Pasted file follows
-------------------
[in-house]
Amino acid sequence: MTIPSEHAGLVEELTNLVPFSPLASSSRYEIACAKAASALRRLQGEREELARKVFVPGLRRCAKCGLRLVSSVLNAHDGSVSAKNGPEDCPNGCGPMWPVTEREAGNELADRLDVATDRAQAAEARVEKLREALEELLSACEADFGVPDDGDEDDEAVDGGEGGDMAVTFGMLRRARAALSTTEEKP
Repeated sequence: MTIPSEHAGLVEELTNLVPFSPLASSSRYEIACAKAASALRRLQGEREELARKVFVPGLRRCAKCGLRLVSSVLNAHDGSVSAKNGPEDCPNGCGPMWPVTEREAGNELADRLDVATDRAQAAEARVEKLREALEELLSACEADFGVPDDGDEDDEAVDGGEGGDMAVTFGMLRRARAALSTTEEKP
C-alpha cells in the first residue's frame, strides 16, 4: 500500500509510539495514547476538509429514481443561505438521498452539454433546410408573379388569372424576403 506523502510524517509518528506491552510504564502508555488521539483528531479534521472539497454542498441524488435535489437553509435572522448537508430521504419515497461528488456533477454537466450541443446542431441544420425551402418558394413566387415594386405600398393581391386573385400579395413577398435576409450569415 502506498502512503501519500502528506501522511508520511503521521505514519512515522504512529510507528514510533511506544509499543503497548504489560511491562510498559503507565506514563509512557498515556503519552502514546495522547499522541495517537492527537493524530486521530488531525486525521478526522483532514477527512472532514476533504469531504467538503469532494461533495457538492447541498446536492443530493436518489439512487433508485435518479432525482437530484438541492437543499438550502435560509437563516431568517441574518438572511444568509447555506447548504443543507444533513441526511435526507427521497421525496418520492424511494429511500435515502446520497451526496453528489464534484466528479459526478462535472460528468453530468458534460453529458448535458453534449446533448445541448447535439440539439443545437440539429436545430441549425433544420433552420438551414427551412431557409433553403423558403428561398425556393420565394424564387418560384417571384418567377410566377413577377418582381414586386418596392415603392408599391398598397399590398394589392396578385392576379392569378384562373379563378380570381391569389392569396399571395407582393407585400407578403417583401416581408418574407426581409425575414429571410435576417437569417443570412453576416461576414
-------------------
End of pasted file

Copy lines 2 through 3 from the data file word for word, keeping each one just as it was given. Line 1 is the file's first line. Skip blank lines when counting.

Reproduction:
Amino acid sequence: MTIPSEHAGLVEELTNLVPFSPLASSSRYEIACAKAASALRRLQGEREELARKVFVPGLRRCAKCGLRLVSSVLNAHDGSVSAKNGPEDCPNGCGPMWPVTEREAGNELADRLDVATDRAQAAEARVEKLREALEELLSACEADFGVPDDGDEDDEAVDGGEGGDMAVTFGMLRRARAALSTTEEKP
Repeated sequence: MTIPSEHAGLVEELTNLVPFSPLASSSRYEIACAKAASALRRLQGEREELARKVFVPGLRRCAKCGLRLVSSVLNAHDGSVSAKNGPEDCPNGCGPMWPVTEREAGNELADRLDVATDRAQAAEARVEKLREALEELLSACEADFGVPDDGDEDDEAVDGGEGGDMAVTFGMLRRARAALSTTEEKP